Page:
Background: While most individuals wish to die at home, the reality is that most will die in hospital.
Aim: To determine whether receiving a physician home visit near the end-of-life is associated with lower odds of death in a hospital.
Design: Observational retrospective cohort study, examining location of death and health care in the last year of life.
Setting/participants: Population-level study of Ontarians, a Canadian province with over 13 million residents. All decedents from April 1, 2010 to March 31, 2013 (n = 264,754).
Results: More than half of 264,754 decedents died in hospital: 45.7% died in an acute care hospital and 7.7% in complex continuing care. After adjustment for multiple factors-including patient illness, home care services, and days of being at home-receiving at least one physician home visit from a non-palliative care physician was associated with a 47% decreased odds (odds-ratio, 0.53; 95%CI: 0.51-0.55) of dying in a hospital. When a palliative care physician specialist was involved, the overall odds declined by 59% (odds ratio, 0.41; 95%CI: 0.39-0.43). The same model, adjusting for physician home visits, showed that receiving palliative home care was associated with a similar reduction (odds ratio, 0.49; 95%CI: 0.47-0.51).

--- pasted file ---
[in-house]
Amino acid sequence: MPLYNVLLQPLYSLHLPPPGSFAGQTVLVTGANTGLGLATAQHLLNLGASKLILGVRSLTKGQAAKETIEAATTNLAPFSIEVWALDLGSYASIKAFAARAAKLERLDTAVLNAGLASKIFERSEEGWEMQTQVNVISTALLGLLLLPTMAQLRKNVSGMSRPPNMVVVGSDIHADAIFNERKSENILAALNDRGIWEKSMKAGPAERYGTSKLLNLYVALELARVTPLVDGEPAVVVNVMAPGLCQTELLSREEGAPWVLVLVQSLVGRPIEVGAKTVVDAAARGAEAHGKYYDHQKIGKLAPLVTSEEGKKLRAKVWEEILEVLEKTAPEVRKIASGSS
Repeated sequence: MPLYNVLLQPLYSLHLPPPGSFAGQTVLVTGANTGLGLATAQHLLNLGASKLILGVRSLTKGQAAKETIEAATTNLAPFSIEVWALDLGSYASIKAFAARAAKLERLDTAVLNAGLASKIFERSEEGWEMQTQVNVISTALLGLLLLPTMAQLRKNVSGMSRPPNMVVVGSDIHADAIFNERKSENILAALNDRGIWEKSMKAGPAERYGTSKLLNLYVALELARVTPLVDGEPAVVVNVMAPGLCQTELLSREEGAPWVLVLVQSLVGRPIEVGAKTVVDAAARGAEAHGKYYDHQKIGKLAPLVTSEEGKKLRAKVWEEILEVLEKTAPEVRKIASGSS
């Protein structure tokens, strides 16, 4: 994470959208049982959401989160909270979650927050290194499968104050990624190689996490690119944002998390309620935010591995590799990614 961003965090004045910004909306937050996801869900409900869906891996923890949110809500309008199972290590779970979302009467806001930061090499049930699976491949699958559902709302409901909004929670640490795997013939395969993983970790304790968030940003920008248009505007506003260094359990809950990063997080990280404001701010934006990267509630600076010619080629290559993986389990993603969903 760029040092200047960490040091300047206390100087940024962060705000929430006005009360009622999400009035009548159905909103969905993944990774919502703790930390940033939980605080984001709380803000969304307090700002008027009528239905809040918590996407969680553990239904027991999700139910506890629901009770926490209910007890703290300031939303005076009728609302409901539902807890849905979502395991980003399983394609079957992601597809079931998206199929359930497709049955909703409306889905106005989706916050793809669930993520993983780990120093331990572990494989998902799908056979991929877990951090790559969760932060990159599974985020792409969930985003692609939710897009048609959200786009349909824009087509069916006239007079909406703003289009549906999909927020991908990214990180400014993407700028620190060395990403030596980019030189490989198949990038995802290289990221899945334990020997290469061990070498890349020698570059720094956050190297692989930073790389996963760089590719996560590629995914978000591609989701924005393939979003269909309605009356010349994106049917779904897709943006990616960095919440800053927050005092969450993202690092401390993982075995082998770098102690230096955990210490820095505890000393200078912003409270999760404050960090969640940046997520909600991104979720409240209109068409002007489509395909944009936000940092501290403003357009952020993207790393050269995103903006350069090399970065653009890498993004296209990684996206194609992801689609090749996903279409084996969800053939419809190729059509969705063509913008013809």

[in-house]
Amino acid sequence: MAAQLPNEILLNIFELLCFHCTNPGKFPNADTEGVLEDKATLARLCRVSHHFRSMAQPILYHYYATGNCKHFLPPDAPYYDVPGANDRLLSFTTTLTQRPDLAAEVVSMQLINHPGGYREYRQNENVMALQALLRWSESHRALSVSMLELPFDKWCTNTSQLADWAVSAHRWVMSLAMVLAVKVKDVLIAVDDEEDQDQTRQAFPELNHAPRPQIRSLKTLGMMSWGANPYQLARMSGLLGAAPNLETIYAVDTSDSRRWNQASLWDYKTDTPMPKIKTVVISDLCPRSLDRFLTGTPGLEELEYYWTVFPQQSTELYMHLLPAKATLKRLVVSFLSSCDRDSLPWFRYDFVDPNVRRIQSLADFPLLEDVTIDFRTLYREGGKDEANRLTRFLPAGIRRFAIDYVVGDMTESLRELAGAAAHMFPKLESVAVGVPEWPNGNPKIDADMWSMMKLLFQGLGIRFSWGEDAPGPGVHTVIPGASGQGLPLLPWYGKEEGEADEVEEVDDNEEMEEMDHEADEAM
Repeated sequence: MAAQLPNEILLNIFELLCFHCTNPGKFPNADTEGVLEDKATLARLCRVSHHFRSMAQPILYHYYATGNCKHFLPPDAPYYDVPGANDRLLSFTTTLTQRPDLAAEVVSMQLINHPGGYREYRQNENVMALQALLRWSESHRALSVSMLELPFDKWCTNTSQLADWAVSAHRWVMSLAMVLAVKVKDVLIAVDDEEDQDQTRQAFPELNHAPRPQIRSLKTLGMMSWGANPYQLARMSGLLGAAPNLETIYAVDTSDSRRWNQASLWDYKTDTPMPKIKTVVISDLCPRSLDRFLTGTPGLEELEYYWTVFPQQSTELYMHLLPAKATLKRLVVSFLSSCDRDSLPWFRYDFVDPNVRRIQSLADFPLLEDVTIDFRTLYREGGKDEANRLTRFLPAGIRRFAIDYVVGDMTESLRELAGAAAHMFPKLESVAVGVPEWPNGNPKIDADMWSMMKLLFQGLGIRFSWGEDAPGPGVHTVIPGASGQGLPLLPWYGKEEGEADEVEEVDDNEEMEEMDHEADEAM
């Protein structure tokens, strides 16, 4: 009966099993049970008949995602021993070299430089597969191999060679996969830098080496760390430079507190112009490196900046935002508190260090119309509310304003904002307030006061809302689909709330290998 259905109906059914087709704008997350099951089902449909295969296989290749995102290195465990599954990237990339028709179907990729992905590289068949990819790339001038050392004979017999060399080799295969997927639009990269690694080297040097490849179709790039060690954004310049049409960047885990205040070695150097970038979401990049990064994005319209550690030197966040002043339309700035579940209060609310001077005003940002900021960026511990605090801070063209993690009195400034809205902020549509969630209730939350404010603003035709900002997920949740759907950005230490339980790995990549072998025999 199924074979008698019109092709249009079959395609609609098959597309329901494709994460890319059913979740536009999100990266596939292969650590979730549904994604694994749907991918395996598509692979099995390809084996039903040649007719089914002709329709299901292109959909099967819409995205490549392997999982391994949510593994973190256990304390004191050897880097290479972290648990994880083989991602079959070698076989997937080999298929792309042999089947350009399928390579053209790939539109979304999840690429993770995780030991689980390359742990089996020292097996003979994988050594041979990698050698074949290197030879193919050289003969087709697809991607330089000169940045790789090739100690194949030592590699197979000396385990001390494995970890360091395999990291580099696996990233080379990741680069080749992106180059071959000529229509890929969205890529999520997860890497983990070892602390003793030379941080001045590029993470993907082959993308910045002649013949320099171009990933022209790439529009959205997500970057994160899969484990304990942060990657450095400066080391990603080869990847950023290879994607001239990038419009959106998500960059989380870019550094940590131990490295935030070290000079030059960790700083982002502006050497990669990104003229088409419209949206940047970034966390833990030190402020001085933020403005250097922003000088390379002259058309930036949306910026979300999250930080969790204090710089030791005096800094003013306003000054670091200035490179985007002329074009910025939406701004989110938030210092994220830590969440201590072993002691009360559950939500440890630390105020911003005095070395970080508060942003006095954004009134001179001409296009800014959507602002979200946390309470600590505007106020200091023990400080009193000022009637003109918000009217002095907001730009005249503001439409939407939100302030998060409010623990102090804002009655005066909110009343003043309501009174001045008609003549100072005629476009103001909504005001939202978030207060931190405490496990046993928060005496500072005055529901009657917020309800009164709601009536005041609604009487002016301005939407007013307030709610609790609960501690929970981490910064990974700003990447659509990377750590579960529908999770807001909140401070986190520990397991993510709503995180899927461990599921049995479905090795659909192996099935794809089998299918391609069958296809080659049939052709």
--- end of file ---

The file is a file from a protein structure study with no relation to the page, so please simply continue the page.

Conclusion: Location of death is strongly associated with end-of-life health care in the home. Less than one-third of the population, however, received end-of-life home care or a physician visit in their last year of life, revealing large room for improvement.